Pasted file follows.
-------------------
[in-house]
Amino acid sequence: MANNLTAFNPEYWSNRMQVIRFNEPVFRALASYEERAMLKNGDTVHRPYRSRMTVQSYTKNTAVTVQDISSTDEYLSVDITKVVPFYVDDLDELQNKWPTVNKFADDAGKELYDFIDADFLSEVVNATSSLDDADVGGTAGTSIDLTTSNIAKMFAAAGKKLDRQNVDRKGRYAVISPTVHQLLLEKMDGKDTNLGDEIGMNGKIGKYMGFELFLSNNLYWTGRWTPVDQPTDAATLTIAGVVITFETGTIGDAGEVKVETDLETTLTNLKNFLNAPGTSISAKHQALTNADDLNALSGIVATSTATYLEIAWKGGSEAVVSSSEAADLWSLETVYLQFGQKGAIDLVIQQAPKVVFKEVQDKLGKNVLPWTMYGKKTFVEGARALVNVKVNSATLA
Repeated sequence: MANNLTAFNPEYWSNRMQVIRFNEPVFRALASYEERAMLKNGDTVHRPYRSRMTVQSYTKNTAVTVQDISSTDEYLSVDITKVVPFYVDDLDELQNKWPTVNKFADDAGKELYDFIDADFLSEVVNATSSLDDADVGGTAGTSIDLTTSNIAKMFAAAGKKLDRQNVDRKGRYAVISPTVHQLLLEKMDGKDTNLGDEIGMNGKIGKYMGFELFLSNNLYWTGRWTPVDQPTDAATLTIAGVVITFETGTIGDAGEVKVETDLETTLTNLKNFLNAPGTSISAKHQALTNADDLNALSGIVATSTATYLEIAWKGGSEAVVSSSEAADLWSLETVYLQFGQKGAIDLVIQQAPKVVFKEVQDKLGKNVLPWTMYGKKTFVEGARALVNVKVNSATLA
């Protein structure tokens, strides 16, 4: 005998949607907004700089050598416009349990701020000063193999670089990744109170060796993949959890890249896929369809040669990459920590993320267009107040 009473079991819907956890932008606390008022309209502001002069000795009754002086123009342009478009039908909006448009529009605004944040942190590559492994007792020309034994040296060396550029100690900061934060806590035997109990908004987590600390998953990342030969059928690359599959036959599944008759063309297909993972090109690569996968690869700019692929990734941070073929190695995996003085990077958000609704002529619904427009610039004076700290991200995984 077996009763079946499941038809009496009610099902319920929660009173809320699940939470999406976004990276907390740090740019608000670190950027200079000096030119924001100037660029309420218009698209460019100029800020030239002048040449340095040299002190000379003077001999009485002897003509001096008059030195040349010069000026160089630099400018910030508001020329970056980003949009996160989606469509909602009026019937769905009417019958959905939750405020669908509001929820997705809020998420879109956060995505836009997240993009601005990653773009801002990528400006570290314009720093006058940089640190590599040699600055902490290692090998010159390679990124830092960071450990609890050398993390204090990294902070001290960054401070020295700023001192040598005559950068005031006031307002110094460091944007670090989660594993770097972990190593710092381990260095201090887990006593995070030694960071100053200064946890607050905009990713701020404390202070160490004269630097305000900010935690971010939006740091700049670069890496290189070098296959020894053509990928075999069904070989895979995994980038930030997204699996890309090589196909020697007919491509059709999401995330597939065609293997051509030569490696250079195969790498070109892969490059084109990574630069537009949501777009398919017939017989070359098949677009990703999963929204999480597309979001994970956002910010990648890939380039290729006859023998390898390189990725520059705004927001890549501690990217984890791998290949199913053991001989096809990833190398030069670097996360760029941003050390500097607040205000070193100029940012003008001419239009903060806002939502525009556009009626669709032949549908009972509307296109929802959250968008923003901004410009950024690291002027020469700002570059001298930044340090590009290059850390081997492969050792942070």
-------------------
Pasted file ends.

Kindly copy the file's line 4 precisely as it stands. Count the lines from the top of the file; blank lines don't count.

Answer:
């Protein structure tokens, strides 16, 4: 005998949607907004700089050598416009349990701020000063193999670089990744109170060796993949959890890249896929369809040669990459920590993320267009107040 009473079991819907956890932008606390008022309209502001002069000795009754002086123009342009478009039908909006448009529009605004944040942190590559492994007792020309034994040296060396550029100690900061934060806590035997109990908004987590600390998953990342030969059928690359599959036959599944008759063309297909993972090109690569996968690869700019692929990734941070073929190695995996003085990077958000609704002529619904427009610039004076700290991200995984 077996009763079946499941038809009496009610099902319920929660009173809320699940939470999406976004990276907390740090740019608000670190950027200079000096030119924001100037660029309420218009698209460019100029800020030239002048040449340095040299002190000379003077001999009485002897003509001096008059030195040349010069000026160089630099400018910030508001020329970056980003949009996160989606469509909602009026019937769905009417019958959905939750405020669908509001929820997705809020998420879109956060995505836009997240993009601005990653773009801002990528400006570290314009720093006058940089640190590599040699600055902490290692090998010159390679990124830092960071450990609890050398993390204090990294902070001290960054401070020295700023001192040598005559950068005031006031307002110094460091944007670090989660594993770097972990190593710092381990260095201090887990006593995070030694960071100053200064946890607050905009990713701020404390202070160490004269630097305000900010935690971010939006740091700049670069890496290189070098296959020894053509990928075999069904070989895979995994980038930030997204699996890309090589196909020697007919491509059709999401995330597939065609293997051509030569490696250079195969790498070109892969490059084109990574630069537009949501777009398919017939017989070359098949677009990703999963929204999480597309979001994970956002910010990648890939380039290729006859023998390898390189990725520059705004927001890549501690990217984890791998290949199913053991001989096809990833190398030069670097996360760029941003050390500097607040205000070193100029940012003008001419239009903060806002939502525009556009009626669709032949549908009972509307296109929802959250968008923003901004410009950024690291002027020469700002570059001298930044340090590009290059850390081997492969050792942070």